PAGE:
JAW Speak

Jonathan Andrew Wolter

Using (These) Anonymous Inner Classes is Probably Too Clever for Your Own Good

with 5 comments

Reading time: 3 – 5 minutes

Sometimes it is tempting to have less verbose Java code and be clever. Say you have an object you need to build and set several properties on it, then use it. This way looks clever, but is a bad idea – especially in production code. Read on for why.

  	TripChoice myTrip = new TripChoice() {{
                        // look at these clever initialization blocks!
			setDestination("San Francisco");
			setAvailableRoutes(new HashSet() {{
				add("LAX-SFO");
				add("BUR-SFO");
				add("ONT-SFO");
			});
	   }};

This is a huge problem because it can cause a NotSerializableException or create a memory leak. How? Because with that clever anonymous class and initialization block, there is an implicit reference to the outer class’ instance. That outer class will not be garbage collected so long as there is one reference to the anonymous class. Worse, if we ever

Here’s the typical way to do it.

                // blah blah, this is typical, and a rather boring looking great big block of text.
		// (That's also probably scattered over several places in your code when you build these objects).
		TripChoice myTrip = new TripChoice();
		myTrip.setDestination("San Francisco");
		Set availableRoutes = new HashSet();
		availableRoutes.add("LAX-SFO");
		availableRoutes.add("BUR-SFO");
		availableRoutes.add("ONT-SFO");
		myTrip.setAvailableRoutes(availabileRoutes);

Here’s why this improved version is even not the best:

  • It uses setters. Setters allow your object to be constructed in an inconsistent state. There are some situations setters are fine (i.e. form backing objects) but often your code is more clear without setters. In this particular case the setters aren’t egregious, but I still consider them a smell and much more verbose way that constructor injection. Read more about the problem with setter injection here
  • It is verbose.
  • It is also mutable (often a negative), again a problem due to the use of setters.

So what’s the best way to do it? I have found constructor injection and in our particular example use of Google Collections. As for seeing an implementation of the best solution – just leave a comment.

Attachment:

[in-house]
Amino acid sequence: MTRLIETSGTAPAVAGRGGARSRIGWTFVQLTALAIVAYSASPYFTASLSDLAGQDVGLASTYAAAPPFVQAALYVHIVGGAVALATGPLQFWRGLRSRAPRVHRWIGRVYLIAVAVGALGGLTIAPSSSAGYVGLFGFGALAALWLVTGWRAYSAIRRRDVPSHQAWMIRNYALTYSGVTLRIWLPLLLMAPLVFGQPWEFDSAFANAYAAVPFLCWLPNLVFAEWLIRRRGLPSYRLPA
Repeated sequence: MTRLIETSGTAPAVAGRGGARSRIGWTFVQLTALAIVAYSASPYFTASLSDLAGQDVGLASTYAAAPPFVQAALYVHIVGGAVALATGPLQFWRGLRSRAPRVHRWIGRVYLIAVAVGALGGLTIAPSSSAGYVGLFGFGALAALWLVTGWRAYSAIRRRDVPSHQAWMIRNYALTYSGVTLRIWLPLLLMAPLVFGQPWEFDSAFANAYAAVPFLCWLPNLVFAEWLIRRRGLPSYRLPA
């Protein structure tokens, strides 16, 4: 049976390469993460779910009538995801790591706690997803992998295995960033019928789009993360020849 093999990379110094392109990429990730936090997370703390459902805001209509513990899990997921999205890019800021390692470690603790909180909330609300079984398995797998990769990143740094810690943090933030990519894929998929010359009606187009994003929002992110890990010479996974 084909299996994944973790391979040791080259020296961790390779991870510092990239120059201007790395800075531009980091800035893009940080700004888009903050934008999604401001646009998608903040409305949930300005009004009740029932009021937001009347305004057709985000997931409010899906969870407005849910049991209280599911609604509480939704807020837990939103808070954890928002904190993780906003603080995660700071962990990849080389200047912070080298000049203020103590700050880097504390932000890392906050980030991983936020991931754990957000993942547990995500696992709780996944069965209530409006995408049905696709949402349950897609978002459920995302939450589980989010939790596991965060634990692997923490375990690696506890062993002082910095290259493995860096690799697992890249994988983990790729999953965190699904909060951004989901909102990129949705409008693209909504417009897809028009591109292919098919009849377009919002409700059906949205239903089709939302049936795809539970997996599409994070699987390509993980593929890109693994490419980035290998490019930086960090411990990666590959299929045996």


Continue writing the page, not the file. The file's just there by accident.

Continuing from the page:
Below is a full example you can run that illustrates the hard to catch serialization bug.

package com.jawspeak;
 
import com.google.common.collect.Lists;
import static org.junit.Assert.*;
import org.junit.Test;
 
import java.io.ByteArrayOutputStream;
import java.io.IOException;
import java.io.NotSerializableException;
import java.io.ObjectOutputStream;
import java.util.ArrayList;
import java.util.List;
 
/**
 * Understands the danger of anonymous subclasses for lists.
 */
public class TooCleverForOurOwnGoodTest {
 
        @Test(expected = NotSerializableException.class)  // UPDATE: Thanks for the reminder from Dennis, below
	public void serializableDangerBugFromPatricksCleverness() throws IOException {
		// you think a List would be serializable, which it is. And so are Strings.
		final String myString = "3";
		List strings = new ArrayList() {
			add("one");
			add("two");
			// However, because there is an anonymous subclass of ArrayList created,
			// there is an implicit reference to the outer class, which is **not serializable**.
			// This is a nice feature, which lets us have closure-ish syntax in java, such as
			// the following reference to the outer myString.
			add(myString); // It will throw the exception even without this reference.
		}};
 
		// call your method that requires args to be serializable
		ByteArrayOutputStream baos = new ByteArrayOutputStream();
		ObjectOutputStream oos = new ObjectOutputStream(baos);
		oos.writeObject(strings);
		// The particular bug I had was even worse, because we were creating leaking a reference
		// through that List's implicit reference to the outer object.
	}
 
	@Test
	public void serializableDangerBugSafeButNotClever() throws IOException {
		// A List is serialiazable. And so are Strings.
		List strings = new ArrayList();
		strings.add("one");
		strings.add("two");
		// No longer is there a reference to the outer class.
 
		// call your method that requires args to be serializable
		ByteArrayOutputStream baos = new ByteArrayOutputStream();
		ObjectOutputStream oos = new ObjectOutputStream(baos);
		oos.writeObject(strings);
	}
 
	@Test
	public void serializableDangerBugSafeAndNiceLooking() throws IOException {
		// A List is serialiazable. And so are Strings.
		List strings = Lists.newArrayList("one", "two");
 
		// call your method that requires args to be serializable
		ByteArrayOutputStream baos = new ByteArrayOutputStream();
		ObjectOutputStream oos = new ObjectOutputStream(baos);
		oos.writeObject(strings);
	}
}
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Written by Jonathan

March 10th, 2009 at 11:33 pm

Posted in Uncategorized, code, java, testability

Tagged with , ,

5 Responses to 'Using (These) Anonymous Inner Classes is Probably Too Clever for Your Own Good'

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  1. This effect has nothing to do with the *clever* initializer braces (which cause the code inside to be inserted immediately after the super() call in the constructor)… you get the same effect by simply anonymously extending ArrayList.

    dirty

    11 Mar 09 at 3:14 am

  2. I use java.util.Arrays.asList(T…) for fixed-size lists. Third variant is good enough too.

    Oleg

    11 Mar 09 at 6:17 am

  3. How do you get a memory leak?

    Henry

    12 Mar 09 at 11:42 am

  4. optimization Tips…

    Using (These) Anonymous Inner Classes is Probably Too Clever for Your Own Good at JAW Speak…

    optimization Tips

    29 Aug 17 at 9:16 am

  5. bicycles frequently…

    Using (These) Anonymous Inner Classes is Probably Too Clever for Your Own Good at JAW Speak…

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